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Demand for UK property fell by 16 per cent in February

The number of house hunters registered at estate agents slumped 16 per cent last month, according to a new report by NAEA Propertymark.

The number fell from 367 registered per branch in January to 309 in February, with a 28 per cent year-on-year drop. Agents had 425 house hunters registered per branch in the same month last year.

In line with demand, the number of properties available for sale per branch dipped from 36 in January to 35 in February. The rate of properties which sold at asking price was at the highest level since June 2016.

Sales to first-time buyers rose last month though, reaching their highest point since February 2015.

The February housing report said the chancellor’s first-time buyer stamp duty relief seemed to be having an impact, with sales to the group rising to 29 per cent last month – up from 27 per cent in January.

Last year, first-time buyer sales stood at 22 per cent, and in 2016 they were at 24 per cent. The average number of sales agreed per branch increased from seven in January to eight in February, which was the highest reported since last October.

Mark Hayward, chief executive, NAEA Propertymark said: “Since the chancellor cut stamp duty for first-time buyers, there have been a good level of sales to the group, but they haven’t rocketed.”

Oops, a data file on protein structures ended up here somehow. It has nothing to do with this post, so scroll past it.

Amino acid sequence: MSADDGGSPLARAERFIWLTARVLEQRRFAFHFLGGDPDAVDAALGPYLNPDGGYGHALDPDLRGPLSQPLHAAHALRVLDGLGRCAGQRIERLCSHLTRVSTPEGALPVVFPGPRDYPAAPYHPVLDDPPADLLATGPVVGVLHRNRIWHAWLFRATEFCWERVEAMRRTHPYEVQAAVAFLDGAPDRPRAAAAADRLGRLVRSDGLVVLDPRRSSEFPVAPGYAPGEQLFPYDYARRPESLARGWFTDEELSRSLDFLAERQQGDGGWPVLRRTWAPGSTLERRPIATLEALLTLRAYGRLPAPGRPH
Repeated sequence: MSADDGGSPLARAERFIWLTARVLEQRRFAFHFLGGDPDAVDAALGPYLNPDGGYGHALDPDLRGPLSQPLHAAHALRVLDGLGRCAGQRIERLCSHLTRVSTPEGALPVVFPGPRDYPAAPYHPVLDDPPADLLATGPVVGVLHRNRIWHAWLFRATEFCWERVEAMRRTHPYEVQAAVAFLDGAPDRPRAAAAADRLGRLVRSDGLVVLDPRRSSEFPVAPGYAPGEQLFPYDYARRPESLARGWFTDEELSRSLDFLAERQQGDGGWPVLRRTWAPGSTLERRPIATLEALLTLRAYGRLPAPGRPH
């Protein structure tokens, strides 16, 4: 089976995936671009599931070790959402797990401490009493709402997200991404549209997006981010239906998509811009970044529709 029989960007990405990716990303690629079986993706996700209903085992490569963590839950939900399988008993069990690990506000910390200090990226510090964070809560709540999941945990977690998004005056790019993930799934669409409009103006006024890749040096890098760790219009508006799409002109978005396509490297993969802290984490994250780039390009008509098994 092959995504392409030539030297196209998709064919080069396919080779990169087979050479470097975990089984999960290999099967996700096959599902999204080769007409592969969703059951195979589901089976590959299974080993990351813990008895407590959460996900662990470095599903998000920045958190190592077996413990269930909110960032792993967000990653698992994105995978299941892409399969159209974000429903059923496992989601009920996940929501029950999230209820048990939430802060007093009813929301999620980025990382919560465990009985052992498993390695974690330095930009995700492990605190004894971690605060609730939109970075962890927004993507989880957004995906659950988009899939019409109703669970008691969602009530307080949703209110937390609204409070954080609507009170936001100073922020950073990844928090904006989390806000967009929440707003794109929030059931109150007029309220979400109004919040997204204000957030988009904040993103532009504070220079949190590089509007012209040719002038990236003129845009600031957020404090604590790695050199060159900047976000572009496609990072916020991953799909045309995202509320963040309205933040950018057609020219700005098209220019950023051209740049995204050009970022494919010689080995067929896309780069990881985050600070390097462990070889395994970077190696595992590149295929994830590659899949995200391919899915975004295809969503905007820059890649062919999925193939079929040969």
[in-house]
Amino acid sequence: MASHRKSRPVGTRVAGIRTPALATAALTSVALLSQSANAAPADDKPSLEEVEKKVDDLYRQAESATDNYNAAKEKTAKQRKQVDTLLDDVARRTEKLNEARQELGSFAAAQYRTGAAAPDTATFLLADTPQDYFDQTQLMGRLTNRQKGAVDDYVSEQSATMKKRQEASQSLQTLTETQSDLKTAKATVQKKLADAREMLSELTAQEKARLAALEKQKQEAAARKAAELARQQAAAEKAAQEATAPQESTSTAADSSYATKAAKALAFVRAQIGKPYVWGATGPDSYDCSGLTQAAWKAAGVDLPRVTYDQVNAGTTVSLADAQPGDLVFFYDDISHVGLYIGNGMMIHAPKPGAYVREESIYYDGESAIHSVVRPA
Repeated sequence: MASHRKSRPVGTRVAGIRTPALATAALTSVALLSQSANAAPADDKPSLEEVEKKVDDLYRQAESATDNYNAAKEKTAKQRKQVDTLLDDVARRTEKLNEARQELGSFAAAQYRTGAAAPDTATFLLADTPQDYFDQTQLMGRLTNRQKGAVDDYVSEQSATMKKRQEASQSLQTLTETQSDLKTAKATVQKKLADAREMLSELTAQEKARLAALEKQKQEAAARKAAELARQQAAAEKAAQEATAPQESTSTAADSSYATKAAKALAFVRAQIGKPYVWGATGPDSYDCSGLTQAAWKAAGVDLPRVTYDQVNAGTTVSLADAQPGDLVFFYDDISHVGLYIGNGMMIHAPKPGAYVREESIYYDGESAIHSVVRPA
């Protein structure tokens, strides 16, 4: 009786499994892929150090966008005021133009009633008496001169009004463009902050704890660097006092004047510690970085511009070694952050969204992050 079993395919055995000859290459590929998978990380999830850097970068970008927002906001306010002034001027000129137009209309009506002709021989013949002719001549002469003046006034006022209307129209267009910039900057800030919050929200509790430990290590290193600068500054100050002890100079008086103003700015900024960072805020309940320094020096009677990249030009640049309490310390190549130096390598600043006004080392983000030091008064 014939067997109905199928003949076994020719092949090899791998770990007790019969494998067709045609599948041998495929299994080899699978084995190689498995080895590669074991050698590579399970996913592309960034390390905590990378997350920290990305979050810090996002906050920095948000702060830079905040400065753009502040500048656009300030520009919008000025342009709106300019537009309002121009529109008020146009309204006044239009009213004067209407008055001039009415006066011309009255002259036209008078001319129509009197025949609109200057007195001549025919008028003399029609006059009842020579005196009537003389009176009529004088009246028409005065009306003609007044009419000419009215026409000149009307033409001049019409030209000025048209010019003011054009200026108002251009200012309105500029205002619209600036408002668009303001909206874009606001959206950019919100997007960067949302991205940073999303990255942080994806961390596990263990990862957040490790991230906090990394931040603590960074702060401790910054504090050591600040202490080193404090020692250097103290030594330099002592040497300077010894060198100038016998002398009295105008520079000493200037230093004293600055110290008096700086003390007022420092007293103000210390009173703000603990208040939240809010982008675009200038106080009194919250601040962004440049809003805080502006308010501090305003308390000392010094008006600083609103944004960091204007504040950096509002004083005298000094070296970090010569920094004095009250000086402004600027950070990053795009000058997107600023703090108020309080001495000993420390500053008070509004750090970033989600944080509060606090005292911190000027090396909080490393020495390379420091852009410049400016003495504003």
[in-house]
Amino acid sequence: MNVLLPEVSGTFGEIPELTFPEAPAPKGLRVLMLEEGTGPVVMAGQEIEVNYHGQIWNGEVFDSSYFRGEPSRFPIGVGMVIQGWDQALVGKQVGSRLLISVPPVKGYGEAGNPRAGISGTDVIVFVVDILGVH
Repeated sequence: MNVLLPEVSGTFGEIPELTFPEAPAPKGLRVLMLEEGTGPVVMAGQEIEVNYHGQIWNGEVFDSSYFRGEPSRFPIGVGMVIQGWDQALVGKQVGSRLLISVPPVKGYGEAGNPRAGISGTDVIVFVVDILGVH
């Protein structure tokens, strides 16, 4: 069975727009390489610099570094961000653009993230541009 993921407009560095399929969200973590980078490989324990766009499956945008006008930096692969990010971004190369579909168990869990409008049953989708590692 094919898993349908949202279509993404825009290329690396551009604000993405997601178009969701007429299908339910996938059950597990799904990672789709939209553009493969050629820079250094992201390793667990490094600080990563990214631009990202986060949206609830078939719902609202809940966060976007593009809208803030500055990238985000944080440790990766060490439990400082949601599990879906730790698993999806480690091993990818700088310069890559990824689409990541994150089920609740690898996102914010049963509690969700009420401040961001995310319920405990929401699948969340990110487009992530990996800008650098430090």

He said Propertymark members had noticed first-time buyers holding off on making purchases since the rule was introduced – typically outside of London – instead deciding to save for longer to maximise “the full stamp duty relief”.

Hayward added:

This may be one reason why sales are up but not as high as we might expect; the other reason is that the cost of buying is still very high, and first-time buyers are still finding it difficult to save for their deposit.

As the cost of living continues to rise – with consumer price inflation standing at 2.5 per cent in February – we still have a long way to go to make the dream of owning a home accessible to all, but this is definitely a step in the right direction.

Source: City A.M.

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Property prices increase but sales fall

Property prices continued to edge up in January but the number of sales agreed was down 5.5 per cent from a year ago, according to Rightmove.

Data from the online property portal showed the average price of properties coming to market increased 0.7 per cent, or £2,067, over the past month.

While sales numbers slipped in the final quarter of 2017, the site recorded a 9 per cent year-on-year increase in traffic in January, suggesting demand is starting to pick up.

Overall prices were up 1.1 per cent over the past year to a national average of £297,587.

In the north west they grew by 2.3 per cent in January to an average of £187,134, while the south west saw prices climb 1.6 per cent to an average of £294,046.

But four regions saw prices decline in the month, down 4.4 per cent to an average of £139,156 in Scotland and by 2.7 per cent to an average of £141,155 in the north east.

Rightmove, which saw four million visits to its site each day in January, said demand was robust but buyers were being “very choosy”.

The average number of days it takes to sell a property leapt to 67 in December, from just 54 in May last year.

Miles Shipside, director at Rightmove, said: “Setting tempting asking prices and quickly reducing them if there is little initial interest will be key to turning this promising level of buyer activity into actual sales.”